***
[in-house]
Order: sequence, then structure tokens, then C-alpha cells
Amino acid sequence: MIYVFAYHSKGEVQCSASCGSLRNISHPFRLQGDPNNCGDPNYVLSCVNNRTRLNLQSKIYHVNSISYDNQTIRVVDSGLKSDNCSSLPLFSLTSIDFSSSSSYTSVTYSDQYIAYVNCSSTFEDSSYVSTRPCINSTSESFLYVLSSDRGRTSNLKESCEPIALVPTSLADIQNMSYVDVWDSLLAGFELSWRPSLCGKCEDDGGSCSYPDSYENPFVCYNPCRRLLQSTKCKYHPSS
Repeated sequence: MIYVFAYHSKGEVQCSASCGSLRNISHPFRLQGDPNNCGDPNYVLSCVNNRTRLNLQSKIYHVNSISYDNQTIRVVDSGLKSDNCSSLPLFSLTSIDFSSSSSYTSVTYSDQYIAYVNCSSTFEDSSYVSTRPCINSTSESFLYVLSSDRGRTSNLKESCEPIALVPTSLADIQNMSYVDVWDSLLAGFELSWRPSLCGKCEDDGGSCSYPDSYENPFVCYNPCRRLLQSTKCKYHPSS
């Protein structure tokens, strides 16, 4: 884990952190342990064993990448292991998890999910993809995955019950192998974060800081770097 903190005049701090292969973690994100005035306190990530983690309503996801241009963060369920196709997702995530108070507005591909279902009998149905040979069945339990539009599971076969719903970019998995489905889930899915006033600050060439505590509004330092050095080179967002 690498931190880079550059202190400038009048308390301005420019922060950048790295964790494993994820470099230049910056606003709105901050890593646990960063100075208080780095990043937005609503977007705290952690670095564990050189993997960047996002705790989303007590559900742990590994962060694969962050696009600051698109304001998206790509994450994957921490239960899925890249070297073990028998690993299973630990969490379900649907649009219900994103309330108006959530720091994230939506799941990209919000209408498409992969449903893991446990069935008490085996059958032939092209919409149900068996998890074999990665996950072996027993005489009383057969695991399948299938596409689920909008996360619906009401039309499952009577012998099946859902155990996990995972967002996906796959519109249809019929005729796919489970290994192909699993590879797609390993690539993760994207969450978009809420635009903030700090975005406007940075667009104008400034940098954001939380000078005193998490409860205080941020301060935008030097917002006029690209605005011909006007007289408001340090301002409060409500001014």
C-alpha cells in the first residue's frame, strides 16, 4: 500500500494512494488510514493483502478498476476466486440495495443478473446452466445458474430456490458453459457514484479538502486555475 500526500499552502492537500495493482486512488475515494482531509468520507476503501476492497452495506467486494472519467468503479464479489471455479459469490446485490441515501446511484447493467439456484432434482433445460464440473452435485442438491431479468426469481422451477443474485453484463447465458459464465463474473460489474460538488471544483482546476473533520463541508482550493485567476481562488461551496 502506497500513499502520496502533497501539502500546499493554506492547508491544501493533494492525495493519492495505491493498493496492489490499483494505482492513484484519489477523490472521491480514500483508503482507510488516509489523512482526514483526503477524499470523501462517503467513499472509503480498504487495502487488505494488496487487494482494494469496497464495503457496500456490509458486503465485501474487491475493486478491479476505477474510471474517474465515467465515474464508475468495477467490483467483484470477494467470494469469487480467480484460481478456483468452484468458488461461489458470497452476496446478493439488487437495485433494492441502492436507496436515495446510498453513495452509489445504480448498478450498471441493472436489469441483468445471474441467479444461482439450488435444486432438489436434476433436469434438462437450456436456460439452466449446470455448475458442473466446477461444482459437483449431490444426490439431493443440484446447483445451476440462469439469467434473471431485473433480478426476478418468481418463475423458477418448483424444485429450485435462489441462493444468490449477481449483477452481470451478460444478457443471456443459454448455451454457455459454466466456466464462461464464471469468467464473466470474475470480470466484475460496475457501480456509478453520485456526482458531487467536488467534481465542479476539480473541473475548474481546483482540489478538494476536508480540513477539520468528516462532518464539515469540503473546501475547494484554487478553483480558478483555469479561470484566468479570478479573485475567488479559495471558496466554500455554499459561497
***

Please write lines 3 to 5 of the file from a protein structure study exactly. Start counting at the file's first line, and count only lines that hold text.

Amino acid sequence: MIYVFAYHSKGEVQCSASCGSLRNISHPFRLQGDPNNCGDPNYVLSCVNNRTRLNLQSKIYHVNSISYDNQTIRVVDSGLKSDNCSSLPLFSLTSIDFSSSSSYTSVTYSDQYIAYVNCSSTFEDSSYVSTRPCINSTSESFLYVLSSDRGRTSNLKESCEPIALVPTSLADIQNMSYVDVWDSLLAGFELSWRPSLCGKCEDDGGSCSYPDSYENPFVCYNPCRRLLQSTKCKYHPSS
Repeated sequence: MIYVFAYHSKGEVQCSASCGSLRNISHPFRLQGDPNNCGDPNYVLSCVNNRTRLNLQSKIYHVNSISYDNQTIRVVDSGLKSDNCSSLPLFSLTSIDFSSSSSYTSVTYSDQYIAYVNCSSTFEDSSYVSTRPCINSTSESFLYVLSSDRGRTSNLKESCEPIALVPTSLADIQNMSYVDVWDSLLAGFELSWRPSLCGKCEDDGGSCSYPDSYENPFVCYNPCRRLLQSTKCKYHPSS
């Protein structure tokens, strides 16, 4: 884990952190342990064993990448292991998890999910993809995955019950192998974060800081770097 903190005049701090292969973690994100005035306190990530983690309503996801241009963060369920196709997702995530108070507005591909279902009998149905040979069945339990539009599971076969719903970019998995489905889930899915006033600050060439505590509004330092050095080179967002 690498931190880079550059202190400038009048308390301005420019922060950048790295964790494993994820470099230049910056606003709105901050890593646990960063100075208080780095990043937005609503977007705290952690670095564990050189993997960047996002705790989303007590559900742990590994962060694969962050696009600051698109304001998206790509994450994957921490239960899925890249070297073990028998690993299973630990969490379900649907649009219900994103309330108006959530720091994230939506799941990209919000209408498409992969449903893991446990069935008490085996059958032939092209919409149900068996998890074999990665996950072996027993005489009383057969695991399948299938596409689920909008996360619906009401039309499952009577012998099946859902155990996990995972967002996906796959519109249809019929005729796919489970290994192909699993590879797609390993690539993760994207969450978009809420635009903030700090975005406007940075667009104008400034940098954001939380000078005193998490409860205080941020301060935008030097917002006029690209605005011909006007007289408001340090301002409060409500001014």